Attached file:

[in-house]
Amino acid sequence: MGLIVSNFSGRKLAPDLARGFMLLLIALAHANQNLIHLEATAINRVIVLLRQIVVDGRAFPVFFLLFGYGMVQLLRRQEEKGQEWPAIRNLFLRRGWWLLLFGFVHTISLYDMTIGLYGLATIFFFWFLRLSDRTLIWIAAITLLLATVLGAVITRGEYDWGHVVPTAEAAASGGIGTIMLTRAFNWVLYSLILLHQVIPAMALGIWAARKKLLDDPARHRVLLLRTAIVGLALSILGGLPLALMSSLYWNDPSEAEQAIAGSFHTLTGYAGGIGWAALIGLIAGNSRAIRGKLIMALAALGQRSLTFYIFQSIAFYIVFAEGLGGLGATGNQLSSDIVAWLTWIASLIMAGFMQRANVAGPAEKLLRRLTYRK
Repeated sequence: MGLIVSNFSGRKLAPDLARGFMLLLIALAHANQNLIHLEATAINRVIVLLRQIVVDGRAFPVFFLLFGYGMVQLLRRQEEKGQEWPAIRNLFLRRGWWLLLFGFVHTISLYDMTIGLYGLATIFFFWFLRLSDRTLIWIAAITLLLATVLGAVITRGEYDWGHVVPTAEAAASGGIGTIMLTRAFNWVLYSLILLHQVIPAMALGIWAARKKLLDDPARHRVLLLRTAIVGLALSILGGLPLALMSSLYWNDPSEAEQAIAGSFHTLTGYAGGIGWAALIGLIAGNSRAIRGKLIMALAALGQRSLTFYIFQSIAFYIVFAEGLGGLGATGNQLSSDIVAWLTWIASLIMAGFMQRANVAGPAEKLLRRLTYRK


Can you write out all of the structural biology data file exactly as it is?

[in-house]
Amino acid sequence: MGLIVSNFSGRKLAPDLARGFMLLLIALAHANQNLIHLEATAINRVIVLLRQIVVDGRAFPVFFLLFGYGMVQLLRRQEEKGQEWPAIRNLFLRRGWWLLLFGFVHTISLYDMTIGLYGLATIFFFWFLRLSDRTLIWIAAITLLLATVLGAVITRGEYDWGHVVPTAEAAASGGIGTIMLTRAFNWVLYSLILLHQVIPAMALGIWAARKKLLDDPARHRVLLLRTAIVGLALSILGGLPLALMSSLYWNDPSEAEQAIAGSFHTLTGYAGGIGWAALIGLIAGNSRAIRGKLIMALAALGQRSLTFYIFQSIAFYIVFAEGLGGLGATGNQLSSDIVAWLTWIASLIMAGFMQRANVAGPAEKLLRRLTYRK
Repeated sequence: MGLIVSNFSGRKLAPDLARGFMLLLIALAHANQNLIHLEATAINRVIVLLRQIVVDGRAFPVFFLLFGYGMVQLLRRQEEKGQEWPAIRNLFLRRGWWLLLFGFVHTISLYDMTIGLYGLATIFFFWFLRLSDRTLIWIAAITLLLATVLGAVITRGEYDWGHVVPTAEAAASGGIGTIMLTRAFNWVLYSLILLHQVIPAMALGIWAARKKLLDDPARHRVLLLRTAIVGLALSILGGLPLALMSSLYWNDPSEAEQAIAGSFHTLTGYAGGIGWAALIGLIAGNSRAIRGKLIMALAALGQRSLTFYIFQSIAFYIVFAEGLGGLGATGNQLSSDIVAWLTWIASLIMAGFMQRANVAGPAEKLLRRLTYRK